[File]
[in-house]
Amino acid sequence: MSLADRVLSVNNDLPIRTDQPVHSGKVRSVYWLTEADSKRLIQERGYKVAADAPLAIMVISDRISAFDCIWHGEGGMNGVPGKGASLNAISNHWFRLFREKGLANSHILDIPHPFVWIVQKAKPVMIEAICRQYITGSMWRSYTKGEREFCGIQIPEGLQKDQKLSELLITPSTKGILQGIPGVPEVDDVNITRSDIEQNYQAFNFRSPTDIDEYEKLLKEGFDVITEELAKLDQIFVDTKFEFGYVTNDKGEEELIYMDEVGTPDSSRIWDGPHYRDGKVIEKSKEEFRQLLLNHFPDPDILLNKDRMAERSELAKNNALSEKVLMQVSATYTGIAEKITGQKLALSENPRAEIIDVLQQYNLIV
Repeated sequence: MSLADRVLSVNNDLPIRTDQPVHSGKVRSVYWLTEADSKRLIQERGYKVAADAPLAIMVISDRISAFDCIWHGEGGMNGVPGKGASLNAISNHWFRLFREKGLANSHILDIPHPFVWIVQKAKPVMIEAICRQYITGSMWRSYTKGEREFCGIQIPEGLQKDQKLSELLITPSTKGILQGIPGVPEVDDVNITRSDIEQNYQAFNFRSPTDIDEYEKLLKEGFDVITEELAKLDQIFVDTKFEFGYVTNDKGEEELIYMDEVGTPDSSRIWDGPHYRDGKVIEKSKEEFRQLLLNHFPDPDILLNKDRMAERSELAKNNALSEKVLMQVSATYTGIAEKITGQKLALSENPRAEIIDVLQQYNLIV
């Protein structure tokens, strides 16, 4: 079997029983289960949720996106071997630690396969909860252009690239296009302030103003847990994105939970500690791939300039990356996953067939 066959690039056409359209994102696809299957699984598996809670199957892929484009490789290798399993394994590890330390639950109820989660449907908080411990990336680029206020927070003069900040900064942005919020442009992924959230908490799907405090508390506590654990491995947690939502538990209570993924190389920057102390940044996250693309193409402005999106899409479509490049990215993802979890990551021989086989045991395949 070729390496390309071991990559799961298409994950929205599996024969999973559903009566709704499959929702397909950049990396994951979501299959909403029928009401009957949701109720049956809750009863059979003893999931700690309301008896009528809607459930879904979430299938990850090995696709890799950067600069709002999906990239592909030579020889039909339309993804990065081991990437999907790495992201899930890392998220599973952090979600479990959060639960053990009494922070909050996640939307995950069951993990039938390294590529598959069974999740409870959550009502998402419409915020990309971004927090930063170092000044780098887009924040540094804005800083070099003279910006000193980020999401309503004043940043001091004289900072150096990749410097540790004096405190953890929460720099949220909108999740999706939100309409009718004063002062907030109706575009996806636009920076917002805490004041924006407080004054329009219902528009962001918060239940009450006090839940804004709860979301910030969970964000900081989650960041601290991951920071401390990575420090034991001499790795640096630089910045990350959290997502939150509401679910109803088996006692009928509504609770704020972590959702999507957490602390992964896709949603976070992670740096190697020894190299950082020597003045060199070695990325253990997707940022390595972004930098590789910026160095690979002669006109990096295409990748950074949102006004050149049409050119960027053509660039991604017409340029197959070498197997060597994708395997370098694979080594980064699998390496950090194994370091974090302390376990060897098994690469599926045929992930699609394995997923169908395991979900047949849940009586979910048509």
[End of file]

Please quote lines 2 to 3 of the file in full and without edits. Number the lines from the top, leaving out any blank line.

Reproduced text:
Amino acid sequence: MSLADRVLSVNNDLPIRTDQPVHSGKVRSVYWLTEADSKRLIQERGYKVAADAPLAIMVISDRISAFDCIWHGEGGMNGVPGKGASLNAISNHWFRLFREKGLANSHILDIPHPFVWIVQKAKPVMIEAICRQYITGSMWRSYTKGEREFCGIQIPEGLQKDQKLSELLITPSTKGILQGIPGVPEVDDVNITRSDIEQNYQAFNFRSPTDIDEYEKLLKEGFDVITEELAKLDQIFVDTKFEFGYVTNDKGEEELIYMDEVGTPDSSRIWDGPHYRDGKVIEKSKEEFRQLLLNHFPDPDILLNKDRMAERSELAKNNALSEKVLMQVSATYTGIAEKITGQKLALSENPRAEIIDVLQQYNLIV
Repeated sequence: MSLADRVLSVNNDLPIRTDQPVHSGKVRSVYWLTEADSKRLIQERGYKVAADAPLAIMVISDRISAFDCIWHGEGGMNGVPGKGASLNAISNHWFRLFREKGLANSHILDIPHPFVWIVQKAKPVMIEAICRQYITGSMWRSYTKGEREFCGIQIPEGLQKDQKLSELLITPSTKGILQGIPGVPEVDDVNITRSDIEQNYQAFNFRSPTDIDEYEKLLKEGFDVITEELAKLDQIFVDTKFEFGYVTNDKGEEELIYMDEVGTPDSSRIWDGPHYRDGKVIEKSKEEFRQLLLNHFPDPDILLNKDRMAERSELAKNNALSEKVLMQVSATYTGIAEKITGQKLALSENPRAEIIDVLQQYNLIV